Our world is becoming more digital daily, which means more of our lives are online and on computers and mobile devices. We upload pictures of ourselves onto social media platforms, socialise with others, learn new information, and even do our finances online. Millions around the globe have taken advantage of this revolutionary innovation.
Does this mean we’ll soon become global citizens online, where we socialise and do our finances there? What will it be like to have freedom, democracy, and ownership in our own digital wallets? How is South Africa tech changing in the road to Web3? We’re here to answer those questions when we define Web3 and discuss South Africa’s role in it.
What is Web3?
Coined by computer scientist and Ethereum co-creator Gavin Wood on his blog “Insights into a Modern World”, Web3 is meant to be a decentralised version of the internet running on blockchain energy. Wood dubbed this a “post-Snowden” internet because Web3 is intended to give us data privacy and pseudonymity. In other words, Web3 gives users “online democracy” by taking ownership and decision-making away from powerful moderators and giving it to the online community.
How this works is simple to explain. Unlike websites like Facebook and YouTube, which collect and monetise data, Web3 will store our data in our crypto wallets.
Wallets and Gaming
Through these wallets, we can engage with apps and communities and take our data with us when we log off. That means we can search how to choose safe new live casinos without any corporations collecting and selling our data.
What’s also built into our crypto wallets is our identity, or rather, our pseudonymity. That’s because our wallets are our identities, which don’t connect us to our real ones.
While we can see activities from someone’s wallet, we won’t know whose wallet it is. Some services will link users to their wallets in cases of criminality, but our identities will be obscured for daily uses.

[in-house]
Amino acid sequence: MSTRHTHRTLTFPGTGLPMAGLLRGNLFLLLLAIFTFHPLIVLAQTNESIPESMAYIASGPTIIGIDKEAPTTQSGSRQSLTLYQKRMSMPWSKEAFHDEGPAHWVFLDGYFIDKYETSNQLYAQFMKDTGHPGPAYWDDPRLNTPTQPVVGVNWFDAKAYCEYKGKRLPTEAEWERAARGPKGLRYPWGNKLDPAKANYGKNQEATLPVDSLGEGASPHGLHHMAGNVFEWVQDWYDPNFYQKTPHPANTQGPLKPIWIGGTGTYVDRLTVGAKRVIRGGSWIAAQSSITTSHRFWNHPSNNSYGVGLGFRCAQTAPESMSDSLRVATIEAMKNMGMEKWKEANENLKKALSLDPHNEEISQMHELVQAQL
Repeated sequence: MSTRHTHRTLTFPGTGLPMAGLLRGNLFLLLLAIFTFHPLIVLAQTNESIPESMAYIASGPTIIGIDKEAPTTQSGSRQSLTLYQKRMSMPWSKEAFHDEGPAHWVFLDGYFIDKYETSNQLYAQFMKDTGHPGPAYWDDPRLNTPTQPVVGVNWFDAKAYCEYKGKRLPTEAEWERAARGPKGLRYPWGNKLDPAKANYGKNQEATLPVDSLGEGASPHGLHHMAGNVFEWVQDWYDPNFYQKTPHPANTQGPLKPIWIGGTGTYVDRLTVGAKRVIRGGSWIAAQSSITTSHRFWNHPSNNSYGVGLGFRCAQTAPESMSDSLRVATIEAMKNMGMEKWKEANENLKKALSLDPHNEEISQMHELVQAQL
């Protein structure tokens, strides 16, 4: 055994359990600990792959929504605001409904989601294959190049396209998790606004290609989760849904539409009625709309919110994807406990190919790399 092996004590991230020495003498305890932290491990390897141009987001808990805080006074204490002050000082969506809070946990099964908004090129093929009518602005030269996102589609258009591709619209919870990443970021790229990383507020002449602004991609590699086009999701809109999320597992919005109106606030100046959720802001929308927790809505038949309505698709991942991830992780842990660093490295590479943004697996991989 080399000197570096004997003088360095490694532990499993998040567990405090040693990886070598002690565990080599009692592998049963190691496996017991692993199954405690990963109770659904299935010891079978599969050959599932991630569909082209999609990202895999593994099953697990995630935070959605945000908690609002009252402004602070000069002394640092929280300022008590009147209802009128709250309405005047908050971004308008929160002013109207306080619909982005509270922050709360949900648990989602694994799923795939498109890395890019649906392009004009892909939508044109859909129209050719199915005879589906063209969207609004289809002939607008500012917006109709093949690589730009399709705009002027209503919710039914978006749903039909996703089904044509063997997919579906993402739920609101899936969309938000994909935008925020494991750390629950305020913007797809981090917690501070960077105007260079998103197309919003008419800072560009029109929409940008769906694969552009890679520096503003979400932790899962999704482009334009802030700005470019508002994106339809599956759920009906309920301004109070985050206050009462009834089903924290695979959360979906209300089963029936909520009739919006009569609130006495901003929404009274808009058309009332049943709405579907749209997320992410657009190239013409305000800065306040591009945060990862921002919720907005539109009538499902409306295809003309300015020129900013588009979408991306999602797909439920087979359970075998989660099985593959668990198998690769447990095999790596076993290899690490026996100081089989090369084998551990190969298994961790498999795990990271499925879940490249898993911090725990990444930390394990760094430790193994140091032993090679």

Apps on Web3 will be run by decentralised autonomous organisations (DAOs), which gives users decisions to make. To make these decisions, we’ll need governance tokens we can receive by maintaining decentralised apps or buying tokens.
Traditional companies let shareholders and a CEO decide and install changes. DAOs let token holders vote on proposed changes and give everyone access to the DAO’s source code. This is what many users call democracy.
What’s the Difference Between Web3 and Web1 and Web2?
The internet is still a new technology, so it’s unlikely to see Web3 completely replace Web2. However, for those who don’t know the differences between the three, we’re glad to explain.
Web1 consists of static read-only websites. This is how the internet started. We couldn’t interact with pages, and creating a web page took a long time and loads of technology knowledge.
Web2, the version we’re currently using, lets us “write” on web pages. We can see how popular our posts are via clicks and comments. This is how social media and content creation became widespread and accessible. Despite this, Web2 takes our data and monetises it via adverts. We’re not just consumers; we’re products.
Criticism of Web3
While Web3 sounds like a great idea, many users have voiced their complaints. Some claim that governance tokens can be bought up by one person, which creates a power imbalance.
Proof of stakes (PoS), Web3’s validation method, is energy-efficient but gives validators with the most money the most power. This works by staking cryptocurrency we own as collateral when new information is updated on the blockchain. The more we stake, the more we can update the blockchain and earn more money.
Others have complained about the DAO’s source codes being publicly available. Public availability can bring risks of cyber attacks. Web3 is still in its early stages, so it’ll hopefully install cyber security measures targeting fraud.
Almost every country has stepped into the digital world, and countries like South Africa are making significant impacts on Web3, which is booming in this country. So, what’s South Africa’s role in Web3?
According to Chainanaylis, the African crypto market’s value increased by over 1,200 per cent between July 2020 and June 2021. Many African countries, like Kenya, Nigeria, Tanzania, and South Africa, lead to these high adoption rates. During that period, Africa had the third-fastest growing crypto economy worldwide.
Better than that, Africa is also the world leader in overall shares from crypto transaction volume (peer-by-peer). This means African consumers in crypto-unfriendly countries are finding loopholes in these bans.
South Africa’s one of the richest in Africa and has loads of cryptocurrencies. With that knowledge, it’s clear that South Africa may lead the world to technological advances in Web3.